HOW TO PACK SMALL FOR A BIG-ASS BACKPACKING TRIP

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Backpack for long enough, and you slough every last gram of dead weight to become your most efficient, durable self. I did a lot of pre-trip Googling for what I’d need to last 17 months on the road, but in retrospect what I needed most was a stranger on the internet reaching through their computer and slapping like 5 pounds of junk out of my hands. In Bali I once had to walk 12 miles in the midday heat, in flip-flops, because I missed a bus. If I’d been carrying anything more, I’m not entirely sure what I would have done. Died, maybe.

So, yes, pack less. But then — what the hell, when you’re blasting into the unknown? I started my trip in North America, but knew I’d also be packing for New Zealand (cold), sub-Saharan Africa (hot), Australia (humid), Europe (all of the above), and Southeast Asia (spiders). And you will encounter weirdness beyond what you can predict. I saw a gas station serve a full pancake breakfast and a busker play “The Final Countdown” on a full-sized harp. But across 30-plus countries, I never met a backpacker who regretted packing too light.

The essentials for backpacking are actually essentials for life

What remains to lug are the absolute essentials. Much of it is travel-specific equipment that you probably don’t already have, but this isn’t a bridesmaids-dress situation where you need an expensive thing once only to never pick it up again. Good travel gear tends to just be better-designed, better-constructed versions of things you do use in your everyday life.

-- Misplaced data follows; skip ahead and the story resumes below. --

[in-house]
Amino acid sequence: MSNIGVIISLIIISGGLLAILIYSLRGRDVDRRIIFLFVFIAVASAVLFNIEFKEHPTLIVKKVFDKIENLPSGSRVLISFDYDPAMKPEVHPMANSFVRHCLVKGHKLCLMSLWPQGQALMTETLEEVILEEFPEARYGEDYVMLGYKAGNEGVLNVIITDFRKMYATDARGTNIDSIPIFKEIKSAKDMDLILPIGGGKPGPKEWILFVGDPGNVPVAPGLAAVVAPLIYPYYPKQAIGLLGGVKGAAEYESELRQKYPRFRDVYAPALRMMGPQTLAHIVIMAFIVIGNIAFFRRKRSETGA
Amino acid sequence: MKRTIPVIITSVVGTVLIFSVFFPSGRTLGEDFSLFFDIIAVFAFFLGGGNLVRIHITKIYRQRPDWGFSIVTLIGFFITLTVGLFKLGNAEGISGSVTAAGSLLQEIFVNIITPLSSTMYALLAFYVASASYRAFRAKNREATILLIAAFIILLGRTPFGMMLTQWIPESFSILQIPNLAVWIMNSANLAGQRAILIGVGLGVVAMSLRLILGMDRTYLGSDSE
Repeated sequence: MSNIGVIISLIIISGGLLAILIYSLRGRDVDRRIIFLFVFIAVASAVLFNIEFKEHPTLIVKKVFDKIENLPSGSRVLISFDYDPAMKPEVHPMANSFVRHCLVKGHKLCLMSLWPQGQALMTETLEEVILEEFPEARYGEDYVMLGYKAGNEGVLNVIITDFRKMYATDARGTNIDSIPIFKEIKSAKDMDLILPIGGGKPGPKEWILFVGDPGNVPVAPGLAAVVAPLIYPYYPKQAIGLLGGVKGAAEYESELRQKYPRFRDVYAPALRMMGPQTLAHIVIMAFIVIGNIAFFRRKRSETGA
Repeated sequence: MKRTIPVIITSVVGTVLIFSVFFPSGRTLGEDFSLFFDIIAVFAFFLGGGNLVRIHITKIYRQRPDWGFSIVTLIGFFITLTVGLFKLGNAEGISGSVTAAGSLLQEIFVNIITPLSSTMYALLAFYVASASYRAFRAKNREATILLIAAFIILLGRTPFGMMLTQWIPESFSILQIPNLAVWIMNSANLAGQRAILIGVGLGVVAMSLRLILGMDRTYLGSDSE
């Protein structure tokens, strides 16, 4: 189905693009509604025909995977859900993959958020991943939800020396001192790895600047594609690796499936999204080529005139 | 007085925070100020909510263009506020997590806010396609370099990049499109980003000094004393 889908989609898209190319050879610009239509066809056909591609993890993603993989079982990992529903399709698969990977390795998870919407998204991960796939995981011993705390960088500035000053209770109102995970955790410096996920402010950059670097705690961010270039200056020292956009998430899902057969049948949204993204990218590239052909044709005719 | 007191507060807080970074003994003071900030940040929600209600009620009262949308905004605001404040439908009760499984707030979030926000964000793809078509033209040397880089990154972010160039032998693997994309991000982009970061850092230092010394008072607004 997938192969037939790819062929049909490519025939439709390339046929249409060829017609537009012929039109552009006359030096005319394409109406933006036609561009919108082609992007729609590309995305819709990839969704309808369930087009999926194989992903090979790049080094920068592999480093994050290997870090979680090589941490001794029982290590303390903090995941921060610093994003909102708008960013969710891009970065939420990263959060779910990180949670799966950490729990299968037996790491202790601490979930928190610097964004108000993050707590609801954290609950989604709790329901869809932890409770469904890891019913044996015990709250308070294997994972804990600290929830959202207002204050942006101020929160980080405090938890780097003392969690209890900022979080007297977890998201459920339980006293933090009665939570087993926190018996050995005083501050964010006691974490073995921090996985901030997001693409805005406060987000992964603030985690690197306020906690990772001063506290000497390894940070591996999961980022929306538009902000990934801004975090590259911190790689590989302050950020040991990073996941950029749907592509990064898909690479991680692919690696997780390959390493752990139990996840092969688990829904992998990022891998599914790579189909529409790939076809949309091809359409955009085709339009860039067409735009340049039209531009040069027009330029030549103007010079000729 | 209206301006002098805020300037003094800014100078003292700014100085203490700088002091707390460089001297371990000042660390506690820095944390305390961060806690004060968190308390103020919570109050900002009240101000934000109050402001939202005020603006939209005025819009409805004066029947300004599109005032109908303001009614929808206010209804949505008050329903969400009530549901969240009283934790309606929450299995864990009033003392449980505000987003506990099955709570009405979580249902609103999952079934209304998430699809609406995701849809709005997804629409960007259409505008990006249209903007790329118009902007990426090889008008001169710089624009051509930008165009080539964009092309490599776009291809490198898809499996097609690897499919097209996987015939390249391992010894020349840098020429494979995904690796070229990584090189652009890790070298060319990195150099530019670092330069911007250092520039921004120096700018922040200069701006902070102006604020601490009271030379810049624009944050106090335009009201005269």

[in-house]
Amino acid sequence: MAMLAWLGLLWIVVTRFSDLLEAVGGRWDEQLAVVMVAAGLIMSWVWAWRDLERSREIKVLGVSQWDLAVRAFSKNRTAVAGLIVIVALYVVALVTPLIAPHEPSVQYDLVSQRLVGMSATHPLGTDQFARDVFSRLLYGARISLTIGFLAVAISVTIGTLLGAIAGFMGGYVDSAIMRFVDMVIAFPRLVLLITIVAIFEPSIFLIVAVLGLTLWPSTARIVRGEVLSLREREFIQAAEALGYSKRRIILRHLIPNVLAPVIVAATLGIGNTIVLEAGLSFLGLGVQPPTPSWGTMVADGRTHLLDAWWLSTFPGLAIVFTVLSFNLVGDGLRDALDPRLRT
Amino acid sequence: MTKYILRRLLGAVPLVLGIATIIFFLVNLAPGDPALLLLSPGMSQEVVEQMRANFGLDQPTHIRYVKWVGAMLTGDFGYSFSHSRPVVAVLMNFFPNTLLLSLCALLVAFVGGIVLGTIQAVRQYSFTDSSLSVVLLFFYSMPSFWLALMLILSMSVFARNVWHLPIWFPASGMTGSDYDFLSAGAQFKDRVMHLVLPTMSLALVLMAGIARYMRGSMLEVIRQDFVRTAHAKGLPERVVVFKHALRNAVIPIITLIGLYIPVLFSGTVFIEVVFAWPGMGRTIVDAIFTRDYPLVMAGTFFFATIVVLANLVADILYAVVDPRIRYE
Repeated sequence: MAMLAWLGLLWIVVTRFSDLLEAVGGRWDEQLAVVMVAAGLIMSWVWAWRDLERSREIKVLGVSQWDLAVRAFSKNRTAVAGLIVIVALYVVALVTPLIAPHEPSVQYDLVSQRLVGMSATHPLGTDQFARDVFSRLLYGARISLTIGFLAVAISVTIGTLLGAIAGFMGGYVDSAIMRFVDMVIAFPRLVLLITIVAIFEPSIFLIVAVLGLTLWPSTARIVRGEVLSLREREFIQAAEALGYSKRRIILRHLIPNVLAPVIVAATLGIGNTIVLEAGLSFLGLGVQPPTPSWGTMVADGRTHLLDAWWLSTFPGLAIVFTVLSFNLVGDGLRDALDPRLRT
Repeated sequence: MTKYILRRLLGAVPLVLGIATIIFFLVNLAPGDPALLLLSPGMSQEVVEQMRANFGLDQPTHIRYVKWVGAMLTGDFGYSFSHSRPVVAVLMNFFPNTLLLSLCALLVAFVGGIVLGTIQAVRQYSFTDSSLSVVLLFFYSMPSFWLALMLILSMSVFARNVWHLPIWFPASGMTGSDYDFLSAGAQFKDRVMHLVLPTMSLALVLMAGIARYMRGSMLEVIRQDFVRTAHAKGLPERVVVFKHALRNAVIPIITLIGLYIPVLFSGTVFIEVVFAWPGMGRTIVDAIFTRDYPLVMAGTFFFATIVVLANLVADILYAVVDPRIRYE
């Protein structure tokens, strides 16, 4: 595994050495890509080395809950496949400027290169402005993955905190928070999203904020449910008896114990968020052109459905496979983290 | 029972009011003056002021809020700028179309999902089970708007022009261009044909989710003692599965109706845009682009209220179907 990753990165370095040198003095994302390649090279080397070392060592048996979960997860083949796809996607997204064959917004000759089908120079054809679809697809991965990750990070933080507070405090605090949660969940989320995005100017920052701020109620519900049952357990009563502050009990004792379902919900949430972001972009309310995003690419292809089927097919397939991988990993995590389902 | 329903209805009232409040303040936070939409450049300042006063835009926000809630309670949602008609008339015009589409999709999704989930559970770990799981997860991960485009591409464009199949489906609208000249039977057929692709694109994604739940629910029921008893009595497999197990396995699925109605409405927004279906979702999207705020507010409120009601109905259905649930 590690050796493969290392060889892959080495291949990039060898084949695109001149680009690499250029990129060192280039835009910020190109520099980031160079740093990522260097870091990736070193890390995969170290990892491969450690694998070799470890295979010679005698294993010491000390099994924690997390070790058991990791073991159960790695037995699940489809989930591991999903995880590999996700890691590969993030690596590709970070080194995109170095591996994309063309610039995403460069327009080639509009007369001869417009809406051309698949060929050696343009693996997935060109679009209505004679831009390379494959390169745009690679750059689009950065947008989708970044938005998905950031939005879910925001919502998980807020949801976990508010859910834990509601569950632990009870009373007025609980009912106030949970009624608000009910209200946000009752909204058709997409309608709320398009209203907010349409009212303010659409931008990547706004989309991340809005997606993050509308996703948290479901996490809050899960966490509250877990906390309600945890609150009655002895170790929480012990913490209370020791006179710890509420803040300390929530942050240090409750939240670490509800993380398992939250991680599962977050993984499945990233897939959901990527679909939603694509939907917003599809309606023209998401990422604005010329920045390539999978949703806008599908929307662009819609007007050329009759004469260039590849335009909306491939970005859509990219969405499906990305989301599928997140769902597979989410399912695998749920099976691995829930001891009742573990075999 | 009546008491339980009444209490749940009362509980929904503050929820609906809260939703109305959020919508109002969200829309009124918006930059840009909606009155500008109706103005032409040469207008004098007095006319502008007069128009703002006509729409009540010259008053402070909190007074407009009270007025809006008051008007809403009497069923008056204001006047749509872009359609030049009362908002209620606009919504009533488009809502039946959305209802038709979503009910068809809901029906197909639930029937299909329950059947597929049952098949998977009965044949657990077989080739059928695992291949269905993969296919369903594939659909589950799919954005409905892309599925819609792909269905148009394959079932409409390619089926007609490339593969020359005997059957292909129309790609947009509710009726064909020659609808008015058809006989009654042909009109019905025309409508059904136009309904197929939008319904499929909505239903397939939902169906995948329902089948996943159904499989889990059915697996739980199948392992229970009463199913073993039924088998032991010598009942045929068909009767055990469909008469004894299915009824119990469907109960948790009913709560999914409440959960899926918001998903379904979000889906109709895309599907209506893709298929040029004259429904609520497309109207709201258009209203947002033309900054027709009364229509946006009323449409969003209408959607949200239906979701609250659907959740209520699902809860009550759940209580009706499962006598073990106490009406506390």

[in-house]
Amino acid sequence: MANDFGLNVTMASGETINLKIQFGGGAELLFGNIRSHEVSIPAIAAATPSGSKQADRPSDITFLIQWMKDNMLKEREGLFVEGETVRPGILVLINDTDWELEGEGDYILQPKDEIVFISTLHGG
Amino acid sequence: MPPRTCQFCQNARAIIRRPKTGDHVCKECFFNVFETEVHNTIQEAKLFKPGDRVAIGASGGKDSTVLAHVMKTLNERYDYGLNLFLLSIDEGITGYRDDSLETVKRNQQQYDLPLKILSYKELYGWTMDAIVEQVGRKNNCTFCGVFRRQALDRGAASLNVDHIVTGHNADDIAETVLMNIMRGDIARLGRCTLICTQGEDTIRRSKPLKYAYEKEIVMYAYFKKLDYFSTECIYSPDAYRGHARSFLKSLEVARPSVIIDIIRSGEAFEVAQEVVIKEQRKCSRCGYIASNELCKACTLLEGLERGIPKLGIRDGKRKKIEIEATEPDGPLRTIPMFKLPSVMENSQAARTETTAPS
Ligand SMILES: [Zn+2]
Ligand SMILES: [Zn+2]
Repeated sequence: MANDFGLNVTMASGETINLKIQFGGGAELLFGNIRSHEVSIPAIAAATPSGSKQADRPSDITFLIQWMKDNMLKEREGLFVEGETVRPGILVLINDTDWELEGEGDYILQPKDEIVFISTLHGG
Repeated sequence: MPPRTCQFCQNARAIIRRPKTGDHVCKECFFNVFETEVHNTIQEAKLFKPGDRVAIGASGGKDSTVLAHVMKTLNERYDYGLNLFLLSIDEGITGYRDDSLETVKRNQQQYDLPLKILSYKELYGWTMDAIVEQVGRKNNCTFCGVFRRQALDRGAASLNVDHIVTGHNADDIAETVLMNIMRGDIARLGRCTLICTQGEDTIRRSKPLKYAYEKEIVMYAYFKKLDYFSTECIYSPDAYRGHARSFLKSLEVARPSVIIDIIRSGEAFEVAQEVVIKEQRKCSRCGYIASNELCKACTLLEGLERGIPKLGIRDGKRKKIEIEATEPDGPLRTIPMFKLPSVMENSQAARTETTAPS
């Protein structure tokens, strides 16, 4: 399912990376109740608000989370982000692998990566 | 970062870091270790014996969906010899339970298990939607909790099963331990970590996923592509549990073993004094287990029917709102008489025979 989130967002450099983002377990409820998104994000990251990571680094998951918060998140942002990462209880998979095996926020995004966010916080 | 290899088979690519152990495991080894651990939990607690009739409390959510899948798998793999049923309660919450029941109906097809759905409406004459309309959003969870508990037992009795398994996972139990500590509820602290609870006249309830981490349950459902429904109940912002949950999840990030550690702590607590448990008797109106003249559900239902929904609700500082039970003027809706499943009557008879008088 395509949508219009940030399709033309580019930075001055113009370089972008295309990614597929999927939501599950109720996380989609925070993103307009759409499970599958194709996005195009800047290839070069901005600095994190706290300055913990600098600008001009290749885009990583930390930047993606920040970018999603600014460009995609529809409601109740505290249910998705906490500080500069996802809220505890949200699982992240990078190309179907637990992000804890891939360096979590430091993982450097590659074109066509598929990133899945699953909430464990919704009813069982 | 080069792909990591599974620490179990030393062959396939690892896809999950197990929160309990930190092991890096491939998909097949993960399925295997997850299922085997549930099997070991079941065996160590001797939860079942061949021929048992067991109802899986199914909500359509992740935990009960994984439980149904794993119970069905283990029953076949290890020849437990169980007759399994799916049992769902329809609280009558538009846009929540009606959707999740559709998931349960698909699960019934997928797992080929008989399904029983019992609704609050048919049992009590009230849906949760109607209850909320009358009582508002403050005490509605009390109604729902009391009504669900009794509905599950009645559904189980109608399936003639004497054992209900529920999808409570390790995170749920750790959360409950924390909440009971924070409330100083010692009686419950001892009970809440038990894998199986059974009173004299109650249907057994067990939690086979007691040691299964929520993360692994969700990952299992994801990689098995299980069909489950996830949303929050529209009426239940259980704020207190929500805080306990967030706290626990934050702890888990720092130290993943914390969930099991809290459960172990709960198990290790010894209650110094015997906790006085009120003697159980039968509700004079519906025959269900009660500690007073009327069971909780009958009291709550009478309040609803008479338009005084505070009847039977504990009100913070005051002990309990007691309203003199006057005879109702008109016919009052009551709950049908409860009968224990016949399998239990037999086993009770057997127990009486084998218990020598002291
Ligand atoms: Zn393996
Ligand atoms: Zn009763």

It’s been more than two years now since I got back from my trip, and I still use nearly everything I bought for it. And I don’t mean stuff I’ve gone on to re-purchase; I mean physically the same items I had with me while traveling, because top-quality shit lasts forever. Start planning early, and it’ll simply accumulate. I spent six months planning my trip before I actually left, and in that time I just phased in a lot of the Travel Stuff whenever I needed to buy new Regular Stuff, like socks.

Do this right and you can achieve a style of travel called flashpacking. The the internet has interpreted this to mean “affluence,” but you can do it on a budget. Bring only expensive and/or hard-to-find-on-the-road essentials; on the road, pick up — and subsequently discard — cheap/disposable things: extra socks, flip-flops, T-shirts, a beach towel, gloves, hats, bottles bigger than travel-size of anything, including sunscreen. This saves you a lot of weight and space, especially if you’re traveling between varied climates.


Take a sort of Marie Kondo approach to your packing: Each time you’re about to put something in your bag, think of the destination where you plan to use it and ask yourself if the item is something you’ll be able to buy, cheaply, once you’re there. Yes? Then buy it there. Most of the stuff you reflexively pack for traveling you don’t actually need while you’re traveling. You only need it when you’ve arrived.